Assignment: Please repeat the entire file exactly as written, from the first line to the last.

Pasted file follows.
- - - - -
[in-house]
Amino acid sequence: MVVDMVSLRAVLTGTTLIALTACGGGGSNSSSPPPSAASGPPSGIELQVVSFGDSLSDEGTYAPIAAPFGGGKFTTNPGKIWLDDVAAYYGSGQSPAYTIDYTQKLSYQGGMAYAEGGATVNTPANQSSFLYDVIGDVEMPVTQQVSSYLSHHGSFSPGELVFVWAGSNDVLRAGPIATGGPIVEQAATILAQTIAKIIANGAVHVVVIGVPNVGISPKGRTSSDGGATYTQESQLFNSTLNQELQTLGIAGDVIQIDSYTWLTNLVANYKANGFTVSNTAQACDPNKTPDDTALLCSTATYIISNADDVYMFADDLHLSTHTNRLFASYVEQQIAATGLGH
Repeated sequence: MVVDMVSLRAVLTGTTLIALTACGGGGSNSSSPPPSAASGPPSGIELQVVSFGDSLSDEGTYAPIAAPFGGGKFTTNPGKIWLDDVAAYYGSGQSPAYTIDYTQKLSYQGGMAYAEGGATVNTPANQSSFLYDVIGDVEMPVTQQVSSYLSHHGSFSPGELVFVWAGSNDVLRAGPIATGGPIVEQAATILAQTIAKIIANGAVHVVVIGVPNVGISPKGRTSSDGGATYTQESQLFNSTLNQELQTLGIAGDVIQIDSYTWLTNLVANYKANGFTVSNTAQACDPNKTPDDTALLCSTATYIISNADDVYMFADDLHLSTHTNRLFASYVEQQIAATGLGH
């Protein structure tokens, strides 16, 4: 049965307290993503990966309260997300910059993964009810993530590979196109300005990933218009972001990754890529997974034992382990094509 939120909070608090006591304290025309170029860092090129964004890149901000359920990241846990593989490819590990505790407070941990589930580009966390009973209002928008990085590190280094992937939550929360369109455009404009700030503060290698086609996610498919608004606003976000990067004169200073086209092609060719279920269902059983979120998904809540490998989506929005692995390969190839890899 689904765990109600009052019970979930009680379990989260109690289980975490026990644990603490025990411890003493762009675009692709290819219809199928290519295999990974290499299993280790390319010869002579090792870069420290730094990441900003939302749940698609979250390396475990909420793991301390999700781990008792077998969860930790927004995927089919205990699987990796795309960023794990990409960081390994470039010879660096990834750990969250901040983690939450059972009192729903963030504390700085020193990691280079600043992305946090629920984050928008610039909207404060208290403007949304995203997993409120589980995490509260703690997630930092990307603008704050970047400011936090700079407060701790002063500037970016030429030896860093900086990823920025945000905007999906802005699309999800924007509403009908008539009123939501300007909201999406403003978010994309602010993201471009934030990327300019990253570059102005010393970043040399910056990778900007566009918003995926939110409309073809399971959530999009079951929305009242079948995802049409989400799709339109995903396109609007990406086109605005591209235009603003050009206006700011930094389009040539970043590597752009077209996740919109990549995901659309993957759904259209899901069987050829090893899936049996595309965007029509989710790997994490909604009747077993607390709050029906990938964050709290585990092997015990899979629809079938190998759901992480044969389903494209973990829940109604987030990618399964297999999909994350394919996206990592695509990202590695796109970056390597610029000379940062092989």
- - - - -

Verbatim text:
[in-house]
Amino acid sequence: MVVDMVSLRAVLTGTTLIALTACGGGGSNSSSPPPSAASGPPSGIELQVVSFGDSLSDEGTYAPIAAPFGGGKFTTNPGKIWLDDVAAYYGSGQSPAYTIDYTQKLSYQGGMAYAEGGATVNTPANQSSFLYDVIGDVEMPVTQQVSSYLSHHGSFSPGELVFVWAGSNDVLRAGPIATGGPIVEQAATILAQTIAKIIANGAVHVVVIGVPNVGISPKGRTSSDGGATYTQESQLFNSTLNQELQTLGIAGDVIQIDSYTWLTNLVANYKANGFTVSNTAQACDPNKTPDDTALLCSTATYIISNADDVYMFADDLHLSTHTNRLFASYVEQQIAATGLGH
Repeated sequence: MVVDMVSLRAVLTGTTLIALTACGGGGSNSSSPPPSAASGPPSGIELQVVSFGDSLSDEGTYAPIAAPFGGGKFTTNPGKIWLDDVAAYYGSGQSPAYTIDYTQKLSYQGGMAYAEGGATVNTPANQSSFLYDVIGDVEMPVTQQVSSYLSHHGSFSPGELVFVWAGSNDVLRAGPIATGGPIVEQAATILAQTIAKIIANGAVHVVVIGVPNVGISPKGRTSSDGGATYTQESQLFNSTLNQELQTLGIAGDVIQIDSYTWLTNLVANYKANGFTVSNTAQACDPNKTPDDTALLCSTATYIISNADDVYMFADDLHLSTHTNRLFASYVEQQIAATGLGH
């Protein structure tokens, strides 16, 4: 049965307290993503990966309260997300910059993964009810993530590979196109300005990933218009972001990754890529997974034992382990094509 939120909070608090006591304290025309170029860092090129964004890149901000359920990241846990593989490819590990505790407070941990589930580009966390009973209002928008990085590190280094992937939550929360369109455009404009700030503060290698086609996610498919608004606003976000990067004169200073086209092609060719279920269902059983979120998904809540490998989506929005692995390969190839890899 689904765990109600009052019970979930009680379990989260109690289980975490026990644990603490025990411890003493762009675009692709290819219809199928290519295999990974290499299993280790390319010869002579090792870069420290730094990441900003939302749940698609979250390396475990909420793991301390999700781990008792077998969860930790927004995927089919205990699987990796795309960023794990990409960081390994470039010879660096990834750990969250901040983690939450059972009192729903963030504390700085020193990691280079600043992305946090629920984050928008610039909207404060208290403007949304995203997993409120589980995490509260703690997630930092990307603008704050970047400011936090700079407060701790002063500037970016030429030896860093900086990823920025945000905007999906802005699309999800924007509403009908008539009123939501300007909201999406403003978010994309602010993201471009934030990327300019990253570059102005010393970043040399910056990778900007566009918003995926939110409309073809399971959530999009079951929305009242079948995802049409989400799709339109995903396109609007990406086109605005591209235009603003050009206006700011930094389009040539970043590597752009077209996740919109990549995901659309993957759904259209899901069987050829090893899936049996595309965007029509989710790997994490909604009747077993607390709050029906990938964050709290585990092997015990899979629809079938190998759901992480044969389903494209973990829940109604987030990618399964297999999909994350394919996206990592695509990202590695796109970056390597610029000379940062092989």